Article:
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I’m wondering what the modern day equivalent of a message in a bottle might be?  And whether people still do that–put messages in bottles and toss them into the sea.  I suppose it would be environmentally unacceptable these days.  Where would one get a glass bottle within cooee of the sea, anyway?  Soft drinks mostly come in plastic bottles, and tossing one of those into the ocean would be a big no-no.  And who in the world would ever pick up a plastic bottle that had washed up on the beach?  Never happen.

I just read an item about a young surfer in Croatia who found a bottle with a soggy message to Mary, sent by Jonathan 28 years ago from Nova Scotia.  It’s a sweet story–the sort that makes the more sentimental amongst us go “Awwwww,” but it just made me think, “what do folks do today?”  It’s the stuff short stories are made of, but I suck at writing short stories, so I’m urging those of you who do have the knack to have a go writing a story about a message in a bottle.  I’ll publish it right here on MM.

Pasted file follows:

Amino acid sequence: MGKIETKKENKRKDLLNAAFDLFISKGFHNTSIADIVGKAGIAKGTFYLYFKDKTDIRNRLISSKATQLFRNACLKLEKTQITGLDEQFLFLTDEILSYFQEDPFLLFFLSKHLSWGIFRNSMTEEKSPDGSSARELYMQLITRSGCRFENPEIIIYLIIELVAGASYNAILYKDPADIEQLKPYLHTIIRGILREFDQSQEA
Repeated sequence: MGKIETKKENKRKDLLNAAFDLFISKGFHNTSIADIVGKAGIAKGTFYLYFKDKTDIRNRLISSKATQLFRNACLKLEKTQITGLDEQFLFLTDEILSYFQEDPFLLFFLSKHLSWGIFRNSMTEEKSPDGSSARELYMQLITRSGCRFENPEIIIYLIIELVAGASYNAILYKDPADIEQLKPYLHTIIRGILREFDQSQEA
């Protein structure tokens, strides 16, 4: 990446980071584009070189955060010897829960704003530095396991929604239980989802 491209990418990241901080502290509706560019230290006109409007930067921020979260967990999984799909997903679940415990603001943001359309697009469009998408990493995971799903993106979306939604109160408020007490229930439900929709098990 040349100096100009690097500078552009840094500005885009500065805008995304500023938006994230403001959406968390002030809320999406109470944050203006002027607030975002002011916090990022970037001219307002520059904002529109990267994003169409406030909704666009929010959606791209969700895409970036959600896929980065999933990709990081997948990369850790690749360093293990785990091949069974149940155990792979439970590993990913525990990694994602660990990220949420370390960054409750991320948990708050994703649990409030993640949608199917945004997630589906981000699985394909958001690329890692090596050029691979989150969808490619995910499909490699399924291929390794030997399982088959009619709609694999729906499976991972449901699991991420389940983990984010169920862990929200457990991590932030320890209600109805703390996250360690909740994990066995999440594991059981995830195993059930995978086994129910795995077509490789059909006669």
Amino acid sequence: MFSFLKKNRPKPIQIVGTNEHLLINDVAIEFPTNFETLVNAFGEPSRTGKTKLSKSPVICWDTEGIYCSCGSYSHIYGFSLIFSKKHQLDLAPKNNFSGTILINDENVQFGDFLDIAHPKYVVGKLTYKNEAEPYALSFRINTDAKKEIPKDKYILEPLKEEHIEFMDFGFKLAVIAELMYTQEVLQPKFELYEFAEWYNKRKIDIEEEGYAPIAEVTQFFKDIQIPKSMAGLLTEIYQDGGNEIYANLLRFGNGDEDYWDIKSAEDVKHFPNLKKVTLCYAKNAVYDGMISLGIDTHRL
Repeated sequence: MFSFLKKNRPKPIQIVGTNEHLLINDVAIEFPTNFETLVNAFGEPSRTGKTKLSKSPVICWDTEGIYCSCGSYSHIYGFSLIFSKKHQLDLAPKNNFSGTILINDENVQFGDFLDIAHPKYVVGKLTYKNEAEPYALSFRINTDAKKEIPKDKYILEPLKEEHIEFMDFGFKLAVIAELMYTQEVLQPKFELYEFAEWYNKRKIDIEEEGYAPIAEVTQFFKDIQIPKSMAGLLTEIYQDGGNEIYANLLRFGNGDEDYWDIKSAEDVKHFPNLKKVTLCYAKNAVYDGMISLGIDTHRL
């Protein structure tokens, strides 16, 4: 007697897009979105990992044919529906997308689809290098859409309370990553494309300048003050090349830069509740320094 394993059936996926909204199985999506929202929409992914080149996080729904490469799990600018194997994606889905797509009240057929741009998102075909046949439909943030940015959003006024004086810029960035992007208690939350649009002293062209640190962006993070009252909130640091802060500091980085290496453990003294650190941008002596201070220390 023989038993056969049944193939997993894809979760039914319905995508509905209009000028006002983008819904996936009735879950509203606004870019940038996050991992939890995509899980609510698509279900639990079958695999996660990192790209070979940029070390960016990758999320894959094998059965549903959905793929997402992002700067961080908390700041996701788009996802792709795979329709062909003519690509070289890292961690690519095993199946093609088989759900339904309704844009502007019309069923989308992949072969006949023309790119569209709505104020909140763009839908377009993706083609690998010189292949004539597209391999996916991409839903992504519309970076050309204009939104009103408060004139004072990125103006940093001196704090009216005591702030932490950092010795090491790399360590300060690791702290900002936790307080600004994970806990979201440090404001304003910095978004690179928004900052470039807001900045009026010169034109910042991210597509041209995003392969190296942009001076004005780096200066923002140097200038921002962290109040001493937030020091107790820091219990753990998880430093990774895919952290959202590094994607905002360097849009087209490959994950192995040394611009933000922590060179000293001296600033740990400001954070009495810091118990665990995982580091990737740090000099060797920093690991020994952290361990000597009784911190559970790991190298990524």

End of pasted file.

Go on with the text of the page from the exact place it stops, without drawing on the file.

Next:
Meanwhile I’ve been cogitating on what might be the possible modern equivalent of the message in a bottle.  Nothing I can think of seems feasible;  I reckon it would wind up in the Spam file.  Admittedly, I occasionally have emails and texts go astray, not arriving until days later, making me look like a goose, but I just can’t imagine an email, or SMS, or even a blog comment taking 28  years to arrive.  Lets face it–28 seconds is plenty long enough to wait for a message!

Here’s something else to ponder:  I reckon that with all the advances in forensic science, a person who decides to risk the odium of being identified as an environmental polluter could find himself hauled up by authorities in Miami who find the plastic bottle in the throat of the poor dolphin who tried to eat it and they track him down on the other side of the world by identifying the type of paper and ink used in the note and then they narrow down the list of the only places where both of those are sold and the store that sells them both which is in CapeTown and they match the handwriting to a credit card signature and finally his DNA is found in the saliva on the lip of the bottle, and if being arrested for animal cruelty, littering, and pollution of the ocean isn’t  bad enough, he finds out that the Love of His Life, to whom the message was written,  is now dead from food poisoning which she got from the last meal they had together.  Which he cooked.

On further consideration, I don’t think that’s likely to happen.  Hardly anyone uses paper and ink anymore.      MM

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